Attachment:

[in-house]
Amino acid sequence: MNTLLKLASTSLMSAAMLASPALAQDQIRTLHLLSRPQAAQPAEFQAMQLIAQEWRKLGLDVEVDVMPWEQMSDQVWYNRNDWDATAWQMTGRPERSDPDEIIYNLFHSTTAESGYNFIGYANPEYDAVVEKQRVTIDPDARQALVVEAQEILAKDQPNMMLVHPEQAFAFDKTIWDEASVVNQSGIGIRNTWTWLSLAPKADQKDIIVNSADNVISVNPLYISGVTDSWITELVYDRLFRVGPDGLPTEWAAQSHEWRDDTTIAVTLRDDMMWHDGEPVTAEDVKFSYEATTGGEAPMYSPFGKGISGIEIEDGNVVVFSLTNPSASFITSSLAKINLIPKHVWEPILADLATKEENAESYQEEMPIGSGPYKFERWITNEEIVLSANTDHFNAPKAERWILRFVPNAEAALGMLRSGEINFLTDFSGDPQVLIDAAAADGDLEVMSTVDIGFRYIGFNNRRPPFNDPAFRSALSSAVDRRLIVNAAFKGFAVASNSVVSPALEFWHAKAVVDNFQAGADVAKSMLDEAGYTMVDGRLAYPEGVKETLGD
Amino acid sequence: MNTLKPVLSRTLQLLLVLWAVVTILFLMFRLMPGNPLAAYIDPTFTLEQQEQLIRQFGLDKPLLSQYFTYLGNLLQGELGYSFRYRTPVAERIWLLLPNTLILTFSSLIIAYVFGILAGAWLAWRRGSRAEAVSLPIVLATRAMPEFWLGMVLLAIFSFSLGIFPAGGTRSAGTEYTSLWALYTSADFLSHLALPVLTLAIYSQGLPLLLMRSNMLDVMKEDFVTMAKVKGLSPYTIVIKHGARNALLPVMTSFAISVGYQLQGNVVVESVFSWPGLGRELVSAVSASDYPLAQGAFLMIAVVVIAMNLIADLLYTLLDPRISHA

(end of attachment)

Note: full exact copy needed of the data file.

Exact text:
[in-house]
Amino acid sequence: MNTLLKLASTSLMSAAMLASPALAQDQIRTLHLLSRPQAAQPAEFQAMQLIAQEWRKLGLDVEVDVMPWEQMSDQVWYNRNDWDATAWQMTGRPERSDPDEIIYNLFHSTTAESGYNFIGYANPEYDAVVEKQRVTIDPDARQALVVEAQEILAKDQPNMMLVHPEQAFAFDKTIWDEASVVNQSGIGIRNTWTWLSLAPKADQKDIIVNSADNVISVNPLYISGVTDSWITELVYDRLFRVGPDGLPTEWAAQSHEWRDDTTIAVTLRDDMMWHDGEPVTAEDVKFSYEATTGGEAPMYSPFGKGISGIEIEDGNVVVFSLTNPSASFITSSLAKINLIPKHVWEPILADLATKEENAESYQEEMPIGSGPYKFERWITNEEIVLSANTDHFNAPKAERWILRFVPNAEAALGMLRSGEINFLTDFSGDPQVLIDAAAADGDLEVMSTVDIGFRYIGFNNRRPPFNDPAFRSALSSAVDRRLIVNAAFKGFAVASNSVVSPALEFWHAKAVVDNFQAGADVAKSMLDEAGYTMVDGRLAYPEGVKETLGD
Amino acid sequence: MNTLKPVLSRTLQLLLVLWAVVTILFLMFRLMPGNPLAAYIDPTFTLEQQEQLIRQFGLDKPLLSQYFTYLGNLLQGELGYSFRYRTPVAERIWLLLPNTLILTFSSLIIAYVFGILAGAWLAWRRGSRAEAVSLPIVLATRAMPEFWLGMVLLAIFSFSLGIFPAGGTRSAGTEYTSLWALYTSADFLSHLALPVLTLAIYSQGLPLLLMRSNMLDVMKEDFVTMAKVKGLSPYTIVIKHGARNALLPVMTSFAISVGYQLQGNVVVESVFSWPGLGRELVSAVSASDYPLAQGAFLMIAVVVIAMNLIADLLYTLLDPRISHA